Danielle Strle of Tumblr presented “why Tumblr should be your brand’s social hub”.
Summary: Tumblr is a special platform because brands can post anything they want and customize the look and feel. Many brands are seeing unmatched longevity and engagement around their content on Tumblr and the best examples of brands using the platform are available at http://brands.tumblr.com/.
Adam Sandler of American Express presented on how they’re building a community from scratch.
Summary: While a community is united around a certain shared interest, a social network is defined by shared existing relationships. The purpose of Amex’s OPEN Forum was to create a community of thought-leaders to drive “engagement, endorsement, and loyalty” around topics relevant to small businesses and entrepreneurs.
Jon Lombardo of GE presented on “How General Electric became a content company”.
Summary: GE has fascinating social content across virtually all the platforms and they achieved this by knowing their context, thinking about why people share and letting go of the brand (kind of). The result has been increased engagement and content creation across all their social presences.
Jennifer Stalzer of MasterCard talked about the evolution of their corporate newsroom.
Summary: Corporate Communications is currently at the intersection of content and code. In its strategy for building its own corporate newsroom, MasterCard focused on integrating its various social channels, curating content to fuel conversations around context, and creating content with third-party validation. For Mastercard, content creation is never a “one n’ done” process, and MasterCard uses the Percolate Brew to syndicate its content around owned media, bringing new relevancy to dated stock media content.
Matthew Murray of Getty Images showed how brands can co-create with Getty Images. To view please enter your email and password Percolate2013.
Summary: Getty Images now provides brands with a digital, rights-free multimedia library to assist in the content creation process.
Kristin Maverick of The Barbarian Group discussed how Pepsi NEXT and TaskRabbit tested the boundaries of community sampling in their latest campaign.
Summary: To introduce Pepsi NEXT on digital channels, the Barbarian Group partnered with an up-and-coming startup called TaskRabbit, an online marketplace for users to outsource their simple errands and tasks to local trustworthy people. Select contest winners outsourced their errands/tasks for an hour and spent their newfound extra time sampling Pepsi’s new low-sugar product.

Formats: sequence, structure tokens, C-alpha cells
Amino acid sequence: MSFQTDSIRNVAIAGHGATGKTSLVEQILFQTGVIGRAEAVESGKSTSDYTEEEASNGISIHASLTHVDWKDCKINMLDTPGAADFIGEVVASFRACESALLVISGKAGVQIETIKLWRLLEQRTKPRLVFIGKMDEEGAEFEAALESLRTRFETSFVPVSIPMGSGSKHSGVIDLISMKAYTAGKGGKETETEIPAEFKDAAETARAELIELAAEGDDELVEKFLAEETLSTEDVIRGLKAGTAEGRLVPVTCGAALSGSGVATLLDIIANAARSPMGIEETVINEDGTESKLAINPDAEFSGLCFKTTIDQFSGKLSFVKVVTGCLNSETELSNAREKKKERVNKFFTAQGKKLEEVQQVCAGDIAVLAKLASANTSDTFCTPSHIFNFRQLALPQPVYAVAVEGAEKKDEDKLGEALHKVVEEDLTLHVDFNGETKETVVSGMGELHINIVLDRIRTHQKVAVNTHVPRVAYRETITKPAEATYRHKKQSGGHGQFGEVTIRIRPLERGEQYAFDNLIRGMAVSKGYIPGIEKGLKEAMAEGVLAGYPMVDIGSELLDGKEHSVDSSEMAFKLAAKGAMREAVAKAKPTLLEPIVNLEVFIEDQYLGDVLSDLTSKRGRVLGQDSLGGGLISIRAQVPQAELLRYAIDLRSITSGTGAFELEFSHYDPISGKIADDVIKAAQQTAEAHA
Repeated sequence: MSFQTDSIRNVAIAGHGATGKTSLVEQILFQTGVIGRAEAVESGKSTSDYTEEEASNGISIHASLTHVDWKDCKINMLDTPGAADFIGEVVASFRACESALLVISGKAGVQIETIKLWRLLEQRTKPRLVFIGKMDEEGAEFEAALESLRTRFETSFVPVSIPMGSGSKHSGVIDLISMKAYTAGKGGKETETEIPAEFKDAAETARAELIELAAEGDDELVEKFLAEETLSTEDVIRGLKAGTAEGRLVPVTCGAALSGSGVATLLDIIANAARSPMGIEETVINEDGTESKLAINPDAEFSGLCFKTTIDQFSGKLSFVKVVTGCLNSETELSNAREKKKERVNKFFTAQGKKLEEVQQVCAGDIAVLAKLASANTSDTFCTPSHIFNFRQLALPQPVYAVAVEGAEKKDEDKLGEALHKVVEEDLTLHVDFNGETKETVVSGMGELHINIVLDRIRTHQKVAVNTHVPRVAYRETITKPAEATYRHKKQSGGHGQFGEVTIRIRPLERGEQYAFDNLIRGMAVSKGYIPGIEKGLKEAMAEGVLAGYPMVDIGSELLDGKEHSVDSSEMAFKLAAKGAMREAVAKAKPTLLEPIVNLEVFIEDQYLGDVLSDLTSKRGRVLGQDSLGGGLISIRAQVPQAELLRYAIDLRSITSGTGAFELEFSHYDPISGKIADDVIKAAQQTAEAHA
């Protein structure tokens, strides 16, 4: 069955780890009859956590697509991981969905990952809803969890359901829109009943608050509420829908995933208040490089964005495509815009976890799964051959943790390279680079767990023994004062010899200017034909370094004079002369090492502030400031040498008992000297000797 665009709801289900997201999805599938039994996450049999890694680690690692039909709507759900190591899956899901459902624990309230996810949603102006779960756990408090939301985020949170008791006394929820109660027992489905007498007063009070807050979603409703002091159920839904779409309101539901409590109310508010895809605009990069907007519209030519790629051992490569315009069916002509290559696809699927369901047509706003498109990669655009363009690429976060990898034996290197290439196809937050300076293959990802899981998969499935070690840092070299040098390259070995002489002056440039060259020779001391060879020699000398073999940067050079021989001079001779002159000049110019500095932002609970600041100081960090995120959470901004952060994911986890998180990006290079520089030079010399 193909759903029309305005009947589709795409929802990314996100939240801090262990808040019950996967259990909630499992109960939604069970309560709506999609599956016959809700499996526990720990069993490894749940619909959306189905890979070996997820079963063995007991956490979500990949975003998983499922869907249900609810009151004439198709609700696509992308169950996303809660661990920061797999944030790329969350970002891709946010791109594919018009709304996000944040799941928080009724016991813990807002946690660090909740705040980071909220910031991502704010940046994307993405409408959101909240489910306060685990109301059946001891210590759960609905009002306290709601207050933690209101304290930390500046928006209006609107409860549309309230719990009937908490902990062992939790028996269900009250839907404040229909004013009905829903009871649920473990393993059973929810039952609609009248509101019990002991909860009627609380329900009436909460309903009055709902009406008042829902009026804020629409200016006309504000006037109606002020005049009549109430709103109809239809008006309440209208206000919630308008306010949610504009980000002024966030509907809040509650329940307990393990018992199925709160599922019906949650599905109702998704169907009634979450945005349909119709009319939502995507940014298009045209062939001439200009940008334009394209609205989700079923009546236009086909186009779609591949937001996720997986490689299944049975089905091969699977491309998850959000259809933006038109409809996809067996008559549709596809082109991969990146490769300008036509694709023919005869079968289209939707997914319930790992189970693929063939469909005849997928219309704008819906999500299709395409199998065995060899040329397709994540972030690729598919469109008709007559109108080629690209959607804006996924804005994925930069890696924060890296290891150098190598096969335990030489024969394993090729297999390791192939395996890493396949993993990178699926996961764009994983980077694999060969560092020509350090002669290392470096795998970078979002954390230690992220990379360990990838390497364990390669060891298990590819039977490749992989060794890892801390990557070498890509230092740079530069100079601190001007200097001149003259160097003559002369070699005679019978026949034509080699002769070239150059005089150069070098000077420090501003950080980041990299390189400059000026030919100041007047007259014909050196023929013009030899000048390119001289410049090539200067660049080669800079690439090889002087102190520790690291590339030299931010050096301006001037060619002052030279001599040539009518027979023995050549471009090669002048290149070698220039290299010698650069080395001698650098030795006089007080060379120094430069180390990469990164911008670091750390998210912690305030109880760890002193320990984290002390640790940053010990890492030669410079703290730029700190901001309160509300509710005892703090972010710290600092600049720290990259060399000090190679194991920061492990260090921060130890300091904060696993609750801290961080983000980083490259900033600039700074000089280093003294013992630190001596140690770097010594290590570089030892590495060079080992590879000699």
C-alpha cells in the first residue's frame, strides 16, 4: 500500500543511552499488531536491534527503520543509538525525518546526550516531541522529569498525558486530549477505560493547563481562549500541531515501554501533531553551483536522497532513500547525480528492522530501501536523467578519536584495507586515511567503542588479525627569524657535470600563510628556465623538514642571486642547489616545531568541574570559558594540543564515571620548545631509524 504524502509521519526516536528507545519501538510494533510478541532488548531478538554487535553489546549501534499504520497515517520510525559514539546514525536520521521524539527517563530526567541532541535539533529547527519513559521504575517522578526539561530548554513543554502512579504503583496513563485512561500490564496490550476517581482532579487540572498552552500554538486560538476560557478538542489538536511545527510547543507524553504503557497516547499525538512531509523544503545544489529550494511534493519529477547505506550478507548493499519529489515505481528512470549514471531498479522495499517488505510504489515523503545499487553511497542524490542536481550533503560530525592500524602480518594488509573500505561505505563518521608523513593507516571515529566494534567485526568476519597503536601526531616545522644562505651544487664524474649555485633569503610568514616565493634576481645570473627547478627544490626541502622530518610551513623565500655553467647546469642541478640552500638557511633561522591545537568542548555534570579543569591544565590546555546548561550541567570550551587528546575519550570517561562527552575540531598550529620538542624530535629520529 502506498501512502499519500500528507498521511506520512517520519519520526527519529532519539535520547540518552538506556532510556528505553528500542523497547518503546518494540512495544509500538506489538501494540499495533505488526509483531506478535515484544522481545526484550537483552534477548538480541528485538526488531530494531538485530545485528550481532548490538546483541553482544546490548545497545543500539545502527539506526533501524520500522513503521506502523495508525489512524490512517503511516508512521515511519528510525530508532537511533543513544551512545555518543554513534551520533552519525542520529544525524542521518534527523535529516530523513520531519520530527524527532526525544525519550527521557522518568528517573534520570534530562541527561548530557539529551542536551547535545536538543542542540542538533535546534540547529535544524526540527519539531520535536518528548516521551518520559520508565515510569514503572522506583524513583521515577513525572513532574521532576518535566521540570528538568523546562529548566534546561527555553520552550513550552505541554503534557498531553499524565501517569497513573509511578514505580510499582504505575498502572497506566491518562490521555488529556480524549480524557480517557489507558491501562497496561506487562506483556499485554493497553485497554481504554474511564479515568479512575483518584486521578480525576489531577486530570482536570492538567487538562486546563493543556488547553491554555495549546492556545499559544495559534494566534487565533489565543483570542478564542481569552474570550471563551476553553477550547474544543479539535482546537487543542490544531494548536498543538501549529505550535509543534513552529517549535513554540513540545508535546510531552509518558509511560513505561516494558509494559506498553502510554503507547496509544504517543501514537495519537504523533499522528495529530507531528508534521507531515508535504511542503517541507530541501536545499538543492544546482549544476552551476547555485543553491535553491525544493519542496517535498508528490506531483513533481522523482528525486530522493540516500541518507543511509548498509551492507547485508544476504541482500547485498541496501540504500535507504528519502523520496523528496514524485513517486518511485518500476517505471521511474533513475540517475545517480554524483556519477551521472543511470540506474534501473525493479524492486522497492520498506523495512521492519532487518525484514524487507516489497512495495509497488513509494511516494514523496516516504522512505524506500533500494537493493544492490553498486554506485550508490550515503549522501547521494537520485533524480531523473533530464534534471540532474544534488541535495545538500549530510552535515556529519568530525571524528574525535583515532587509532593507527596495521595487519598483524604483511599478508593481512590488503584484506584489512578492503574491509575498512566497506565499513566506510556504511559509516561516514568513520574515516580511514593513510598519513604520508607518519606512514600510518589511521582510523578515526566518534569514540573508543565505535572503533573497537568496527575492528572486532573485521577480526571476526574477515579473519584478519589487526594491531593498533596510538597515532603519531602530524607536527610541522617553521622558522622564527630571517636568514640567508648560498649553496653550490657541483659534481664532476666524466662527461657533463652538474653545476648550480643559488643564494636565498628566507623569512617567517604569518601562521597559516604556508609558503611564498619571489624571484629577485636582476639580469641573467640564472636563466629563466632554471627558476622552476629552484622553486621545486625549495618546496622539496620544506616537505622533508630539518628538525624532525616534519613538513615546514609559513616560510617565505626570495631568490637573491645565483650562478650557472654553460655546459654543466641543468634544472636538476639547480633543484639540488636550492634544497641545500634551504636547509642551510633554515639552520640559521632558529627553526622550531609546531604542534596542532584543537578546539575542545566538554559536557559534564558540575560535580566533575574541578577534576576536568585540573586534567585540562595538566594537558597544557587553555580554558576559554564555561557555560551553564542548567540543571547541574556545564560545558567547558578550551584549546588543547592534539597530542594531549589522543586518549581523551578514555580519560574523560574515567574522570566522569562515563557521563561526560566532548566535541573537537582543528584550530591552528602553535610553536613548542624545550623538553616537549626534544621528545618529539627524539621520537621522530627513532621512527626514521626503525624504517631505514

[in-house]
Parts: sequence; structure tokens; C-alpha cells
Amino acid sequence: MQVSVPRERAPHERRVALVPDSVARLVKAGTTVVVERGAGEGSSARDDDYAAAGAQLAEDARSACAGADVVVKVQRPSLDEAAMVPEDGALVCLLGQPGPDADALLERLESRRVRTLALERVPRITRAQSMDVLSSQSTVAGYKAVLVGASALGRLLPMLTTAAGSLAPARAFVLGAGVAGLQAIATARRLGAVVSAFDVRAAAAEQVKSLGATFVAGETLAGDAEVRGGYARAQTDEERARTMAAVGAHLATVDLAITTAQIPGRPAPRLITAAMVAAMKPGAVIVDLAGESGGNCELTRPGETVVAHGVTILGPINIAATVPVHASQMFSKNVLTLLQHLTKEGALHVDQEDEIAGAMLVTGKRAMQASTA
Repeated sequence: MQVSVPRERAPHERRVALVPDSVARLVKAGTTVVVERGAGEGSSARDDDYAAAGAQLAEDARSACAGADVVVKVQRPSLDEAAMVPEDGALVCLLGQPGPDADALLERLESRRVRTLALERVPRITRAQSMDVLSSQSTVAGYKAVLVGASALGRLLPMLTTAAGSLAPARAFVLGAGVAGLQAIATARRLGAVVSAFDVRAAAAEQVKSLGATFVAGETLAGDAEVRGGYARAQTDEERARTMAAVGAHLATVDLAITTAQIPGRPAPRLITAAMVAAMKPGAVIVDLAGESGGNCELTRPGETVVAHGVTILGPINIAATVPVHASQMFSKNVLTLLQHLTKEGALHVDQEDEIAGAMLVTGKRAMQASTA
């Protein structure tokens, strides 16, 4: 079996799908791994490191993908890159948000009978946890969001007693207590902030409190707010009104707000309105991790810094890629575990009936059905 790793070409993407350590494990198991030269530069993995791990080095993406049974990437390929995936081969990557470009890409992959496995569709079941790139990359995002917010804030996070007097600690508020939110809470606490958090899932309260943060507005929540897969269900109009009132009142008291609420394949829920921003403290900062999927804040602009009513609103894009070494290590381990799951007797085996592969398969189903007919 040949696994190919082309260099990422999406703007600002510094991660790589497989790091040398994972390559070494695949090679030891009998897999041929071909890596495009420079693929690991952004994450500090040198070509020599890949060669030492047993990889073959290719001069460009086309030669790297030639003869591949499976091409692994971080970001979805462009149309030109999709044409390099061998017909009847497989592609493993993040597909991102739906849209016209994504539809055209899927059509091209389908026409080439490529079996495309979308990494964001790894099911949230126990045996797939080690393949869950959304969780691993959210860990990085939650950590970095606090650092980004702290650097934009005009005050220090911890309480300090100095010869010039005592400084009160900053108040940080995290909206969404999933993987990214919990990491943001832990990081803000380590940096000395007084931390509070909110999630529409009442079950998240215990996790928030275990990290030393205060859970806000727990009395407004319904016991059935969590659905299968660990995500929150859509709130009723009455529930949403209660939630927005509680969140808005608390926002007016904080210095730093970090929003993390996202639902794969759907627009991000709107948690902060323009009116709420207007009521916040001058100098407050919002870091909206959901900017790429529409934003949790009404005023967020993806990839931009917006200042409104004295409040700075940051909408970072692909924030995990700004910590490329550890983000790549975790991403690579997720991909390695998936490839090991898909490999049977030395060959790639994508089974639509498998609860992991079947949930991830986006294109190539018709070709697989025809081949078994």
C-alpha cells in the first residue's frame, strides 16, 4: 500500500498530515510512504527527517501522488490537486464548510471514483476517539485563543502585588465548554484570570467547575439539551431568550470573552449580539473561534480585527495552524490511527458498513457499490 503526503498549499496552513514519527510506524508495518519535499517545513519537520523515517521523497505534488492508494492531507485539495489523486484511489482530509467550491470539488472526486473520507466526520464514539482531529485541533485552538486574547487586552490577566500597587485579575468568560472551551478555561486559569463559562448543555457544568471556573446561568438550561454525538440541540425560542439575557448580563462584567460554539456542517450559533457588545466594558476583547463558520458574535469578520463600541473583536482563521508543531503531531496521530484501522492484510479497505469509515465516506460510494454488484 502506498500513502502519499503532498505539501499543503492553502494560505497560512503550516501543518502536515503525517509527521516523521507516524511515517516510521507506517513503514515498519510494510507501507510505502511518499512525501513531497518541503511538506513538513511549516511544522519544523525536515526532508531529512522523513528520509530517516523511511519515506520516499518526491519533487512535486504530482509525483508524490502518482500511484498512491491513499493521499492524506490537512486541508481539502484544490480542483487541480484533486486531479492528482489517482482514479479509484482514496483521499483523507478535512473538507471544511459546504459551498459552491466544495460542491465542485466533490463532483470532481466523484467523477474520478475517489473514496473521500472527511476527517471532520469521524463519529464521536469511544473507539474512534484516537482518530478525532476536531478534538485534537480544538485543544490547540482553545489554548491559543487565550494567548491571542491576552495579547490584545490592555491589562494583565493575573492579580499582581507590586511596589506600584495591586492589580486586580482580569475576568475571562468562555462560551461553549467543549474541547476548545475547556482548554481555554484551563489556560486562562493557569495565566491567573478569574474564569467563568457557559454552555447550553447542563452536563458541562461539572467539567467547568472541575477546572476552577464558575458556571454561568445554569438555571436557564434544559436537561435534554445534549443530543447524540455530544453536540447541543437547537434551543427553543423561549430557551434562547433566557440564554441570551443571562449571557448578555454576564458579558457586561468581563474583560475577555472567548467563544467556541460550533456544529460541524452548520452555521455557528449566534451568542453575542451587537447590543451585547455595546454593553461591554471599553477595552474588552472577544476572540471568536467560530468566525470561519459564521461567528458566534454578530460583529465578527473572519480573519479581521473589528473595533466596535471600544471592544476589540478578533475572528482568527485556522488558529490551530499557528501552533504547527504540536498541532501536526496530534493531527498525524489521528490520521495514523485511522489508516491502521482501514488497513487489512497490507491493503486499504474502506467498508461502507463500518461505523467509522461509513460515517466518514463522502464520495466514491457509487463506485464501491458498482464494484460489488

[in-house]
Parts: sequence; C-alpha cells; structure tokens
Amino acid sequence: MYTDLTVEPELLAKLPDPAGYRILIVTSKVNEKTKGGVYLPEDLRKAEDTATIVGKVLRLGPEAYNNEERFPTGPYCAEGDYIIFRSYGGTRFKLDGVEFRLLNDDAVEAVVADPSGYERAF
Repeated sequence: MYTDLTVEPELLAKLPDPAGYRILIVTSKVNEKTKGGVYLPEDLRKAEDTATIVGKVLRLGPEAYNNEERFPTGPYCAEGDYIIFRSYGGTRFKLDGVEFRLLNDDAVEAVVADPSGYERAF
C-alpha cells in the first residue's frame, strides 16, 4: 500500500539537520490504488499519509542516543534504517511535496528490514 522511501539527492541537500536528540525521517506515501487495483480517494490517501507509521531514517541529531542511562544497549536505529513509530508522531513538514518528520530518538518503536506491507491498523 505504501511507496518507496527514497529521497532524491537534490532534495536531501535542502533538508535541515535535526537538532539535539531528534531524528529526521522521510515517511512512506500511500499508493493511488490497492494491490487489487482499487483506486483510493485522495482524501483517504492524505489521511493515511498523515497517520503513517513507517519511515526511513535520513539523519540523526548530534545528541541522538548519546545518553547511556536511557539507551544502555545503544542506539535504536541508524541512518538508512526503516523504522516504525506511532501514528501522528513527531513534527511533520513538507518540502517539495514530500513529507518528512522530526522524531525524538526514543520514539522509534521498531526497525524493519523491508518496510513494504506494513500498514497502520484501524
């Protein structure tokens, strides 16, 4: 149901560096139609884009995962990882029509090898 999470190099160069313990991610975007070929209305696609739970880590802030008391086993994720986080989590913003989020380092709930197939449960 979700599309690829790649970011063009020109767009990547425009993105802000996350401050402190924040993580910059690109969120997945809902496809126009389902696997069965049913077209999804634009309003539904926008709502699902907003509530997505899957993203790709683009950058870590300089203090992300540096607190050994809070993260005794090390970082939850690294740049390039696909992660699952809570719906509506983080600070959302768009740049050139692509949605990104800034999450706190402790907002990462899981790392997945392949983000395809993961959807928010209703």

Jack Pollock of IPG Media Labs talked about how they’re employees are signals for innovation externally.
Summary: Building an internal community within your own company can be difficult, yet it relies on bringing together technology, content, and audience and avoiding the challenge of diversification. IPG Media Labs consists of 60 thought-leaders across five continents vetting potential media technologies for use at scale.
After a day full of information sharing, Noah concluded with the following threads for the audience to consider: the evolving role of the community manager; the proliferation of new platforms; the diversification of social media presence; how brands are turning user-experiences into user-generated content; and how the industry has moved away from talk of ‘influence’.
Did you attend the event? Let us know your thoughts.
Thanks again to those who attended, presented and our friends, partner and sponsor Tumblr for helping make #SPEAKEASY #CMAD a success. We’re looking forward to doing it again next year and we’ll be post details for the next #SPEAKEASY community manager happy hour soon.
Last night we held our first happy hour specifically for community managers, SPEAKEASY. We had an incredible turnout at Percolate HQ, especially for a night packed with holiday parties across the city.
Our celebrity photographer Dom Goodrum was on hand to document the night’s festivities:
Thanks to everyone who came out including our co-hosts Kristine Michelsen-Correa, bitly; Lauren Cucinotta, TEDx; and Allie MacPherson, TEXT100. We hope you enjoyed meeting team Percolate and other like-minded folk.
We’re busy planning the next SPEAKEASY so look for invites just after the New Year.